Use of Nitrous Oxide in Dermatology: A Systematic Review

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Many dermatologic procedures are painful and can be distressing to patients.


To determine whether nitrous oxide has been used in dermatology and whether literature supports its use in terms of providing analgesia and anxiety associated with dermatologic procedures.


A search of PubMed and Cochrane databases was conducted through July 15, 2016, to identify studies involving nitrous oxide use in dermatology.


Eight studies were identified and reviewed. The use of nitrous oxide/oxygen mixture resulted in a significant reduction in pain when used for photodynamic therapy, botulinum toxin therapy for hyperhidrosis of both the palms and axilla, aesthetic procedures involving various laser procedures, and in the treatment of bed sores and leg ulcers. However, pain scores were higher when nitrous oxide/oxygen was used in the debridement of chronic ulcers when compared with the use of topical anesthesia. In addition, nitrous oxide has been reported effective at reducing pain in hair transplants, dermabrasion, excision and repairs, and pediatric procedures.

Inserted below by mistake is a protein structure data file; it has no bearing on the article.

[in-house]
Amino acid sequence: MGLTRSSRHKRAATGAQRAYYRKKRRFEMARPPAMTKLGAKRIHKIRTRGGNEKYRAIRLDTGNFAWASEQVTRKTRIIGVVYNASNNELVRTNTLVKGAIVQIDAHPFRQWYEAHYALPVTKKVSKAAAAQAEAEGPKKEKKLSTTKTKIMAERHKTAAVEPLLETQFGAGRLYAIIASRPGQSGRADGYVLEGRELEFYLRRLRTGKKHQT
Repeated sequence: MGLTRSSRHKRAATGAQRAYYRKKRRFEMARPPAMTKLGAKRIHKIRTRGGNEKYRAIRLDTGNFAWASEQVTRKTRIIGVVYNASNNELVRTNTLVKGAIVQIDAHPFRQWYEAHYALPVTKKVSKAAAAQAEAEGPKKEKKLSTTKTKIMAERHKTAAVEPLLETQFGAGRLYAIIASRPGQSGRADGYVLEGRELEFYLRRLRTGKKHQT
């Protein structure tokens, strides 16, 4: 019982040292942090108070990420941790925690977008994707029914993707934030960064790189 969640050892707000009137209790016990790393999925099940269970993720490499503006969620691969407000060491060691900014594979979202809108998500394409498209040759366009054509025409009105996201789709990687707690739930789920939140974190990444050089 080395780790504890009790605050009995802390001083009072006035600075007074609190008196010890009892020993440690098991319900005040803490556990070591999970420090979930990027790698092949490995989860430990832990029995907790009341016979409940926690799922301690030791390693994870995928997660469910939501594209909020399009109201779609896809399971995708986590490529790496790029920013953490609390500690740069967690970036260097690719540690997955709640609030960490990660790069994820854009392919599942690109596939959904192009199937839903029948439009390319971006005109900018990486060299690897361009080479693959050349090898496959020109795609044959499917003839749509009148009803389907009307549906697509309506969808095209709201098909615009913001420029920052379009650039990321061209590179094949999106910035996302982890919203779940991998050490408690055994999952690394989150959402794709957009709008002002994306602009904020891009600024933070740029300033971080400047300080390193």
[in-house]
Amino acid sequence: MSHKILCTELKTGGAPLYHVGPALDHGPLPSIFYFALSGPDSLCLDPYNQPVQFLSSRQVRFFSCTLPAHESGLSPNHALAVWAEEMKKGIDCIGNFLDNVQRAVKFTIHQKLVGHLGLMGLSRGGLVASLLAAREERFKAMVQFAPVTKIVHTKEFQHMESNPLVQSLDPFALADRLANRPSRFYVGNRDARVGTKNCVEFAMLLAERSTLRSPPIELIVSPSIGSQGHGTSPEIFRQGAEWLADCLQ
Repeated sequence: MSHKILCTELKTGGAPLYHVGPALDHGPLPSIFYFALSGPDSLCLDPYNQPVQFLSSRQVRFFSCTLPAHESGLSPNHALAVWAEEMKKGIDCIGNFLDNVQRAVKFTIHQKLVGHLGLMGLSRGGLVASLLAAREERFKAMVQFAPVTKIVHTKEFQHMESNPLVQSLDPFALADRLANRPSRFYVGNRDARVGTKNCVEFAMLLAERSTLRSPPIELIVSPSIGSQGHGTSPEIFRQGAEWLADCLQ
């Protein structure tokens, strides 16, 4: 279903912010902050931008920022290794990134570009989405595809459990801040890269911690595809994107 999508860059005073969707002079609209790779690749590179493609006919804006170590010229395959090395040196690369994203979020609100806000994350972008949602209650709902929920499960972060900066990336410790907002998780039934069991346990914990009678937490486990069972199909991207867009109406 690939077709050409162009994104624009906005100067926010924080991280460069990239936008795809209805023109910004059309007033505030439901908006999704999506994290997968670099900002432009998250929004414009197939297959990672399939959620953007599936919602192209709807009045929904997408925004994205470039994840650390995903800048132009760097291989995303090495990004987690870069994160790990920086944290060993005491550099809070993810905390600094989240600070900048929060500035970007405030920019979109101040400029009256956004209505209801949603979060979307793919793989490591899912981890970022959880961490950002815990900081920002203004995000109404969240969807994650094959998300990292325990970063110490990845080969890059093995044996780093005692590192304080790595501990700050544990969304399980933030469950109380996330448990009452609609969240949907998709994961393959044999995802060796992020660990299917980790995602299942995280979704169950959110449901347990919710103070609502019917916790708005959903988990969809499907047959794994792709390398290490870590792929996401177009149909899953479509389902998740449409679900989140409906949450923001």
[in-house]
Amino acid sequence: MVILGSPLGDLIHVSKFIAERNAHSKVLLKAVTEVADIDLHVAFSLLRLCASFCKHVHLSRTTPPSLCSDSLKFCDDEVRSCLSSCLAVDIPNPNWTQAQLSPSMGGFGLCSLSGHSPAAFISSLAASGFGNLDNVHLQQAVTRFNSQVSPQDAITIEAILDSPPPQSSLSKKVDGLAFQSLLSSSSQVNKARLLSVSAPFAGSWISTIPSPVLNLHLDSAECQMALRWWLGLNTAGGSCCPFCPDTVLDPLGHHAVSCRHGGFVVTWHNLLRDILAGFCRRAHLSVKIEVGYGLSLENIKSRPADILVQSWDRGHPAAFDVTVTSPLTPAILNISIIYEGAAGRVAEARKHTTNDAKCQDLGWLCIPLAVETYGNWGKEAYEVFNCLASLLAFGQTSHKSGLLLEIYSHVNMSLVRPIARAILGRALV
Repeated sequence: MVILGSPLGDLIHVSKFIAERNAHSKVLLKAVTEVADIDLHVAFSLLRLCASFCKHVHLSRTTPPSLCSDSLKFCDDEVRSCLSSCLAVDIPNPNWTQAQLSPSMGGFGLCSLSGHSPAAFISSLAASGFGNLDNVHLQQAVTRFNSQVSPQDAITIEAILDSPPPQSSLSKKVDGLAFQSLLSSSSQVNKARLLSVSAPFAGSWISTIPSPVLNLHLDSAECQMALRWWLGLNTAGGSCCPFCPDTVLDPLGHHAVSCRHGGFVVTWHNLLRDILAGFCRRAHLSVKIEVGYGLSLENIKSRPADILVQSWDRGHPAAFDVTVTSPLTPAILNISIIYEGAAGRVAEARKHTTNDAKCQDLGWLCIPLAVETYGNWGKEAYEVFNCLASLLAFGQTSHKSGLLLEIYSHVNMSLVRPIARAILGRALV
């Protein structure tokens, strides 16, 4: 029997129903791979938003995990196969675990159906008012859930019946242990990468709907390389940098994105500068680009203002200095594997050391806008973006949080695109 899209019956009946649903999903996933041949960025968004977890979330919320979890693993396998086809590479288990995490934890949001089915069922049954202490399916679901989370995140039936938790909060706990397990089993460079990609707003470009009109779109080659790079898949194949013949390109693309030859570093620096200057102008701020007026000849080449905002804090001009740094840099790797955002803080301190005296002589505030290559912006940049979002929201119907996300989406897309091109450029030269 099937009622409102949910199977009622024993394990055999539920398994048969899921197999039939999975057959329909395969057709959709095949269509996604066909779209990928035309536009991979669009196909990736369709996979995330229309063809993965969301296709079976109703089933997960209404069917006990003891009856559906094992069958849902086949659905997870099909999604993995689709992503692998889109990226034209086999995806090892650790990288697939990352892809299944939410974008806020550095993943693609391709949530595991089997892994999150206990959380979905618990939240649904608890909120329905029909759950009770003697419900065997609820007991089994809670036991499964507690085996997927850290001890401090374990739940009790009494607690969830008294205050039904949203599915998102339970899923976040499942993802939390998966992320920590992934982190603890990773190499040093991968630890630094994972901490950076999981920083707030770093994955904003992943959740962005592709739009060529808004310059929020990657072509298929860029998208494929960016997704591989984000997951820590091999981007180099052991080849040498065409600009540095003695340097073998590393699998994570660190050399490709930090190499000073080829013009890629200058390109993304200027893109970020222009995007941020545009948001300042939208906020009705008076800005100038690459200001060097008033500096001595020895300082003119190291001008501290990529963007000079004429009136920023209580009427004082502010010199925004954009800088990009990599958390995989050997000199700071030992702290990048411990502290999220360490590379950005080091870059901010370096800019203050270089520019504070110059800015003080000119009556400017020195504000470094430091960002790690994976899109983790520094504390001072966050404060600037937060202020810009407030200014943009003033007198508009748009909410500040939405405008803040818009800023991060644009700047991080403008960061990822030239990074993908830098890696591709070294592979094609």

Current literature provides some evidence that nitrous oxide, used alone or as adjunct anesthesia, is effective at providing analgesia for many dermatologic procedures. Nitrous oxide has many potential applications in dermatology; however, further evidence from randomized controlled trials is needed.

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